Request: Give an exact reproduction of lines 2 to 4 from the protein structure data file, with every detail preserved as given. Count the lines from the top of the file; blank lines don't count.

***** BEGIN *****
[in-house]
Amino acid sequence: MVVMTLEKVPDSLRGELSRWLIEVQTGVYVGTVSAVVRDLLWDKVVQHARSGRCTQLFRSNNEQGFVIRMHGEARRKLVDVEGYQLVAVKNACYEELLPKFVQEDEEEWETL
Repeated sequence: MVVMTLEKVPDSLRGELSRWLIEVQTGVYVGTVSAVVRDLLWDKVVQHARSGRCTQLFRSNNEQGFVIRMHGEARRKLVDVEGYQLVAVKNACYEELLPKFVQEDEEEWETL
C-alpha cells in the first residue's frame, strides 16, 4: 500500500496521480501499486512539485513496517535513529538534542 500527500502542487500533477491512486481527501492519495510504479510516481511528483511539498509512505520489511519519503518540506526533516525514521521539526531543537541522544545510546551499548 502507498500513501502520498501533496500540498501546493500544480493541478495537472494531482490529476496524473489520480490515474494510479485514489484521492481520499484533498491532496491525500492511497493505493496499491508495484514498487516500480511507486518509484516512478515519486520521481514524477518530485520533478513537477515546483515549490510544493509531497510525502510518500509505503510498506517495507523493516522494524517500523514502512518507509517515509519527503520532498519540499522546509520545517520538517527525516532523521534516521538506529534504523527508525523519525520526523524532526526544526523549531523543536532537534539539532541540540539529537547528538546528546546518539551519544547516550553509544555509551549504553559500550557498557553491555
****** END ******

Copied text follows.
Amino acid sequence: MVVMTLEKVPDSLRGELSRWLIEVQTGVYVGTVSAVVRDLLWDKVVQHARSGRCTQLFRSNNEQGFVIRMHGEARRKLVDVEGYQLVAVKNACYEELLPKFVQEDEEEWETL
Repeated sequence: MVVMTLEKVPDSLRGELSRWLIEVQTGVYVGTVSAVVRDLLWDKVVQHARSGRCTQLFRSNNEQGFVIRMHGEARRKLVDVEGYQLVAVKNACYEELLPKFVQEDEEEWETL
C-alpha cells in the first residue's frame, strides 16, 4: 500500500496521480501499486512539485513496517535513529538534542 500527500502542487500533477491512486481527501492519495510504479510516481511528483511539498509512505520489511519519503518540506526533516525514521521539526531543537541522544545510546551499548 502507498500513501502520498501533496500540498501546493500544480493541478495537472494531482490529476496524473489520480490515474494510479485514489484521492481520499484533498491532496491525500492511497493505493496499491508495484514498487516500480511507486518509484516512478515519486520521481514524477518530485520533478513537477515546483515549490510544493509531497510525502510518500509505503510498506517495507523493516522494524517500523514502512518507509517515509519527503520532498519540499522546509520545517520538517527525516532523521534516521538506529534504523527508525523519525520526523524532526526544526523549531523543536532537534539539532541540540539529537547528538546528546546518539551519544547516550553509544555509551549504553559500550557498557553491555